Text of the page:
The Watsons plan to begin their expedition on February 10, 2013, and acknowledge they have a long way to go to reach their fundraising goal. Regardless of whether they reach their target, they say they will attempt the expedition.

“Worst case scenario we didn’t get anymore we’re still doing the expedition and the Kea Conservation Trust will get $2038,” said Nathan Watson. “It’s going to be a big challenge,” he added. “The weather is going to play a massive factor. Over three weeks we’re going to get periods of really nice stable weather and I’m sure we’re going to get periods of terrible weather when we’re going to wish we were deep down in the bush or sitting in a pub somewhere.”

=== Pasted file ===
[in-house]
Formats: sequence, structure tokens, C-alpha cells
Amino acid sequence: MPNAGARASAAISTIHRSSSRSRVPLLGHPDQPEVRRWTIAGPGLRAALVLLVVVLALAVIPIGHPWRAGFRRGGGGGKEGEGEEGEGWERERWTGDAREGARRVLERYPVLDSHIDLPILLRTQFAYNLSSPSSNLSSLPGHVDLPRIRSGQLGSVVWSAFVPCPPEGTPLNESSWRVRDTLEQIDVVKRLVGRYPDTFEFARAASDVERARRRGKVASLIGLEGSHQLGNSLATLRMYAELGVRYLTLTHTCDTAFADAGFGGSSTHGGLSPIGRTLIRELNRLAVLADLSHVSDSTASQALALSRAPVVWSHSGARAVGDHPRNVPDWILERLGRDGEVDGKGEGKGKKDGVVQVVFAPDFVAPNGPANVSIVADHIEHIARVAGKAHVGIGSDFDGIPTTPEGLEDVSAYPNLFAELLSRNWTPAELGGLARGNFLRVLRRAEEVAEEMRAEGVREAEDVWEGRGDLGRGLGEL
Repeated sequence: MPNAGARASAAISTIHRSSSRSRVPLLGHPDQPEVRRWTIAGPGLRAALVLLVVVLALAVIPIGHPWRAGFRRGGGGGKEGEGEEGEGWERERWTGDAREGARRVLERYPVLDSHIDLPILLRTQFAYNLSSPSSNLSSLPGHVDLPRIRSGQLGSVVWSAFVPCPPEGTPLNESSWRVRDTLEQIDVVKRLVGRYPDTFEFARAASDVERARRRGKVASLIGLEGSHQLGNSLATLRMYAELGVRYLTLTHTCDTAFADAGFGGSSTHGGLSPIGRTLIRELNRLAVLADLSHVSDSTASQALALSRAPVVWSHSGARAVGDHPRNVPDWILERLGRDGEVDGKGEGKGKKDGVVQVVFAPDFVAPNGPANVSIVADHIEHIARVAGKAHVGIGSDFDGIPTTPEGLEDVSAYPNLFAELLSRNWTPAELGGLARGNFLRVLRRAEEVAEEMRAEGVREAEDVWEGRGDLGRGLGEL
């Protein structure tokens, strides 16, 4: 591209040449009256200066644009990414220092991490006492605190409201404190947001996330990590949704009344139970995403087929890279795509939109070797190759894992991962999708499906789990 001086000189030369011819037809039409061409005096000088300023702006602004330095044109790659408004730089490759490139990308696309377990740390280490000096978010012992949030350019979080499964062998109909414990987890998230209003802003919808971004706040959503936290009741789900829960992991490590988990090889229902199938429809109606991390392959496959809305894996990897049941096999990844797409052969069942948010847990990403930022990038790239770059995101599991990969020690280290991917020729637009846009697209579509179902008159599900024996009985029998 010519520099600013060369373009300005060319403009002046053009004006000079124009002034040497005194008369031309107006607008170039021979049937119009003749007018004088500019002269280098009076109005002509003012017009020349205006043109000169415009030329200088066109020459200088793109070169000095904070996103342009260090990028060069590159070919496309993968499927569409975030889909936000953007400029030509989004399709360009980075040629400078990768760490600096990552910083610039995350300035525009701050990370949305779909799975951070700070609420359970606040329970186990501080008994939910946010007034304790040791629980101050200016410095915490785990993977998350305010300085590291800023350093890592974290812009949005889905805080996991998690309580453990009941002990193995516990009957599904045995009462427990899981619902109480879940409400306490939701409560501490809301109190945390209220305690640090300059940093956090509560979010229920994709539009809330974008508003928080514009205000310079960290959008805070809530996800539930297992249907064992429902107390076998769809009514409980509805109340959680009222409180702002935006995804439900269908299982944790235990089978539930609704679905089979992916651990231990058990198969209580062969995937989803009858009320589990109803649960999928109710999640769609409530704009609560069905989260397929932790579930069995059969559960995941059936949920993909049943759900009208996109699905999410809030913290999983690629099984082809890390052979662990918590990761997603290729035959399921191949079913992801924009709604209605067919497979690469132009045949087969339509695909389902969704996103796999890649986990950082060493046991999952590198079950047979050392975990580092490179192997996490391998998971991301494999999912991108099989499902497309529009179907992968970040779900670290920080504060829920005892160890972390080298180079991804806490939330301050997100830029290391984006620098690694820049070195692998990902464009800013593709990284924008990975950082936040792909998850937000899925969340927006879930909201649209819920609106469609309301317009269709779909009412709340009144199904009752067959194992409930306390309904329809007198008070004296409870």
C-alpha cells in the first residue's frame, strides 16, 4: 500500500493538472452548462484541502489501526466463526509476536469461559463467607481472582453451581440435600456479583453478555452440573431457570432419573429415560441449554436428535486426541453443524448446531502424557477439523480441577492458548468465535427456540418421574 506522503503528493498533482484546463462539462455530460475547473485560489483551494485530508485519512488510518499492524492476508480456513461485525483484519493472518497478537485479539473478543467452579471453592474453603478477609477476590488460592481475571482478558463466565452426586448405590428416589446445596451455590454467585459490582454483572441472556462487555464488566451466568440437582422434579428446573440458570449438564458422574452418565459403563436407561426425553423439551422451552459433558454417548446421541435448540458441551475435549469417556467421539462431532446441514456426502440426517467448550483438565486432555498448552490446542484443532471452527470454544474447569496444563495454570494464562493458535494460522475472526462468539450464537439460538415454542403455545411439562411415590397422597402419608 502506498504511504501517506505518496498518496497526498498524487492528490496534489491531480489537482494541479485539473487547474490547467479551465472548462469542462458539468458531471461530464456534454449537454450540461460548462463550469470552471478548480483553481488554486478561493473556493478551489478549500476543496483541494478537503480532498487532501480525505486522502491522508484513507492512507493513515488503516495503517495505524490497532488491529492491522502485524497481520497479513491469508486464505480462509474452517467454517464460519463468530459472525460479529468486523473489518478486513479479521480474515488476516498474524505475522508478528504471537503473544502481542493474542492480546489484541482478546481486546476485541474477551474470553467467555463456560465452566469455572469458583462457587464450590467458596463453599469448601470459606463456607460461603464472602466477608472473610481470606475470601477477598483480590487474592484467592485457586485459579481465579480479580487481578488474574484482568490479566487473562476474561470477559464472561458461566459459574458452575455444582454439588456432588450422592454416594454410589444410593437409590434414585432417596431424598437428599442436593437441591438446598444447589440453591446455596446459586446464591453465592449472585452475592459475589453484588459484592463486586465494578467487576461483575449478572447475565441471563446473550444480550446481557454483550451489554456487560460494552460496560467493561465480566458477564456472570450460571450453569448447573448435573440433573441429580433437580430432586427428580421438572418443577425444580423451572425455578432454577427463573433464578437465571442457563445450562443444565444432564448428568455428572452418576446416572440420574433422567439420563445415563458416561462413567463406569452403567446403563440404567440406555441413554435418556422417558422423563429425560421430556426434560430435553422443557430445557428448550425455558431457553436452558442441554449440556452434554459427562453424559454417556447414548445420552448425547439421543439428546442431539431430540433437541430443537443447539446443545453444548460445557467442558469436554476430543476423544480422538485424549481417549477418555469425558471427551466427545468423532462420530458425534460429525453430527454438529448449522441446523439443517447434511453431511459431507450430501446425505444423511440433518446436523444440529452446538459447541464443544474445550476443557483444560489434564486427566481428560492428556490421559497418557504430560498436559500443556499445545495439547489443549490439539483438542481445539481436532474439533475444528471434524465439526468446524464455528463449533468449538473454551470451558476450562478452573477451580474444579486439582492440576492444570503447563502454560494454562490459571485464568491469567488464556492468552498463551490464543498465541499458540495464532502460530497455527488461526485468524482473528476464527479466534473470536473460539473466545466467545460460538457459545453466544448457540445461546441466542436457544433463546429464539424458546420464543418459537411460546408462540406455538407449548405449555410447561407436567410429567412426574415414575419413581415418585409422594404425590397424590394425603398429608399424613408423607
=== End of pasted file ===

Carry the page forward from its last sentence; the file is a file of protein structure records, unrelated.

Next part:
Watson said he and his brother wanted to support the Kea Conservation Trust because they are concerned of the plight of the native parrot. The birds are listed as nationally endangered and the population in the Nelson Lakes National Park area has plummeted 80 per cent over the last 10 years.

“We know the kea population is going through a rough time and as far as we can tell there doesn’t appear to be any major sponsorship of the kea like there is for the kiwi or kakapo,” Nathan said. “I would hate to see in 20 years time a country without kea.”

The expedition is a finalist in the Sport New Zealand Hillary Expedition Grants. The Watsons have set up a facebook page – www.facebook.com/21peaks21days – where potential sponsors can find out more about the expedition and how to contribute to the cause.